Brent Spivey has had a passion for building and racing cardboard boats for about 15 years. He’s hoping other people and businesses in and around Hope Mills will develop the same enthusiasm when the town holds its first cardboard boat race and demolition derby Saturday, June 30.
Final registration begins at 11 a.m. the day of the race, although pre-registration is encouraged to get a race T-shirt in your preferred size. Judging begins at noon, and the racing follows shortly afterward.
The competition is part of the town’s lake celebration that coincides with the run-up to the town’s annual celebration of the Fourth of July.
Spivey said he’s raced cardboard boats all over the state of North Carolina and even went all the way to Arkansas to compete in the 2015 world championship. He won the world championship that year with a boat called North Carolina Spirit.
He approached Hope Mills Mayor Jackie Warner with the idea of having a cardboard boat race as part of the lake celebration activities. “She was ecstatic,’’ he said.
Spivey said he built his first cardboard boat, a replica of a Viking ship, from cardboard boxes he scavenged from the dump and furniture stores.
“I laid out the ribs and did everything,’’ Spivey said. “I really overdid it. It was very heavy.’’ Spivey said the basic design of a cardboard boat is to make it with the fewest seams possible, those
points where separate pieces of cardboard come together.
“The more cardboard you have and the bigger the pieces, the better,’’ Spivey said. As for ideas for boat designs, Spivey has borrowed from movies and history. He once did boats modeled after the Civil War ironclads Monitor and Virginia. He also did the famous shark-fishing boat Orca from the hit film “Jaws.”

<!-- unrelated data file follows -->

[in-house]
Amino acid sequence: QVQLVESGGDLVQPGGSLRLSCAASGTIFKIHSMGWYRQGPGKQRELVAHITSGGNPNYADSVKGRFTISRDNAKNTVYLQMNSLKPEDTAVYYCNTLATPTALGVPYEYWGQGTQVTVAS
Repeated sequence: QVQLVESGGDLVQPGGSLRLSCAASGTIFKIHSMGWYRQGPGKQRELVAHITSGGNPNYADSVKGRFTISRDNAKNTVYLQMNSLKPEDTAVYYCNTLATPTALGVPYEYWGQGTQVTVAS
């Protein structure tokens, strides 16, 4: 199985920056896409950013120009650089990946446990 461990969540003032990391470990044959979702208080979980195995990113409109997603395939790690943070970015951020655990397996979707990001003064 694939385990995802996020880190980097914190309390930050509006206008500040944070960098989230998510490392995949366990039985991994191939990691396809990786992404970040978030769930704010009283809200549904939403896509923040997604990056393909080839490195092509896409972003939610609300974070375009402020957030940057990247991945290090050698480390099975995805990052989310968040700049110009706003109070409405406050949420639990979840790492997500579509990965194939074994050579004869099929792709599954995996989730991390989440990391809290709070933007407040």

Other decisions go into the design, like figuring out how many people will occupy the boat. That’s one thing that surprises most people, Spivey said, because when they hear it’s a cardboard boat they assume it’s a miniature, not one large enough for human passengers.
“I did one that had six people in it,’’ he said. “It was 25-feet long. It was a big ambition. It did sink.’’
One of the biggest challenges Spivey faces is staying within the bounds of reality when designing a boat. Getting cardboard the right size is a challenge. For the biggest pieces, he said refrigerator boxes are an excellent option. When people register to enter the boat race, Spivey said the town of Hope Mills has some pretty good-sized sheets of cardboard available to entrants. “They can get one, two or three sheets with their registration fee, then they can buy more,’’ he said.
Another factor to consider in boat-building is the distance of the race and exactly what kind of competition you’re in. For the Hope Mills event, those who are looking to build the fastest boat should know the plan is for this to be what Spivey calls a fairly short course.
For shorter races, he suggests a boat 6 to 8 feet long. The Hope Mills course will be in the vicinity of the public swimming area at Hope Mills Lake. It will run parallel to the shore – about 50 to 75 yards. Competitors will have to make one turn and then come back.
But speed isn’t going to be the only factor in fielding a winning boat, Spivey said.
There will be a Pride of the Fleet Award for bestlooking boat, a Team Spirit Award for the boat with best spirit, which will be judged on theme and costumes, and a Titanic Award for the most spectacular sinking.
At the end of the competition, any boats that competed in at least one heat and survived will be eligible to compete in the demolition derby, with the surviving boat taking the Iron Clad Award.
There’s also a People’s Choice Award for the boat with the most donations. Donations and entry fees will go to support various lake improvement projects.
A complete list of rules on competition categories and materials permitted in boat construction is available at www.townofhopemills.com. For further information, call 910-734-9994.
“This is a family-oriented thing,’’ Spivey said. “It’s fun. You should come with a real fun attitude.’’